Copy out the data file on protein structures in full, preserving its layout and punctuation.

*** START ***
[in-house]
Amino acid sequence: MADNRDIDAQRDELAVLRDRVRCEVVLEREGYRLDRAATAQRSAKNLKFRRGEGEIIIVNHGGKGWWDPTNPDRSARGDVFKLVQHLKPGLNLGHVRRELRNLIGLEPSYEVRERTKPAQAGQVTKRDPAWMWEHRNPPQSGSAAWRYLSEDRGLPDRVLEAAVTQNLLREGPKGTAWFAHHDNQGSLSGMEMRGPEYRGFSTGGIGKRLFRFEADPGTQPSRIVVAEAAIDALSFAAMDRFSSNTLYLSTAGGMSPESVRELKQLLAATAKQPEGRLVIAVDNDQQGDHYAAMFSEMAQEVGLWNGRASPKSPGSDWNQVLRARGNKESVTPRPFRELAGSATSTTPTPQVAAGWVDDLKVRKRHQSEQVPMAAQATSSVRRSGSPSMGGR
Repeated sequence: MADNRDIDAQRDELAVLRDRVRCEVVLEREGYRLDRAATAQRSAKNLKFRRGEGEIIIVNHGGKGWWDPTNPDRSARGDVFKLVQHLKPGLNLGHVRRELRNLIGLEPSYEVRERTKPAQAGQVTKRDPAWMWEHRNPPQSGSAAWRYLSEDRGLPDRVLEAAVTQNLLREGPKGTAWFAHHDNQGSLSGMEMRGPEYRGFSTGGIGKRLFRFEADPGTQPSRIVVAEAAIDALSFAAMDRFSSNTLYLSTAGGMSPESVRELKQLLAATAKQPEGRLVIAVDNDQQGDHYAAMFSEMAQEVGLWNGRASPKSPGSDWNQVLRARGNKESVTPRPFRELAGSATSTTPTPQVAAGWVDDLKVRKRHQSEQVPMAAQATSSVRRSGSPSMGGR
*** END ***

[in-house]
Amino acid sequence: MADNRDIDAQRDELAVLRDRVRCEVVLEREGYRLDRAATAQRSAKNLKFRRGEGEIIIVNHGGKGWWDPTNPDRSARGDVFKLVQHLKPGLNLGHVRRELRNLIGLEPSYEVRERTKPAQAGQVTKRDPAWMWEHRNPPQSGSAAWRYLSEDRGLPDRVLEAAVTQNLLREGPKGTAWFAHHDNQGSLSGMEMRGPEYRGFSTGGIGKRLFRFEADPGTQPSRIVVAEAAIDALSFAAMDRFSSNTLYLSTAGGMSPESVRELKQLLAATAKQPEGRLVIAVDNDQQGDHYAAMFSEMAQEVGLWNGRASPKSPGSDWNQVLRARGNKESVTPRPFRELAGSATSTTPTPQVAAGWVDDLKVRKRHQSEQVPMAAQATSSVRRSGSPSMGGR
Repeated sequence: MADNRDIDAQRDELAVLRDRVRCEVVLEREGYRLDRAATAQRSAKNLKFRRGEGEIIIVNHGGKGWWDPTNPDRSARGDVFKLVQHLKPGLNLGHVRRELRNLIGLEPSYEVRERTKPAQAGQVTKRDPAWMWEHRNPPQSGSAAWRYLSEDRGLPDRVLEAAVTQNLLREGPKGTAWFAHHDNQGSLSGMEMRGPEYRGFSTGGIGKRLFRFEADPGTQPSRIVVAEAAIDALSFAAMDRFSSNTLYLSTAGGMSPESVRELKQLLAATAKQPEGRLVIAVDNDQQGDHYAAMFSEMAQEVGLWNGRASPKSPGSDWNQVLRARGNKESVTPRPFRELAGSATSTTPTPQVAAGWVDDLKVRKRHQSEQVPMAAQATSSVRRSGSPSMGGR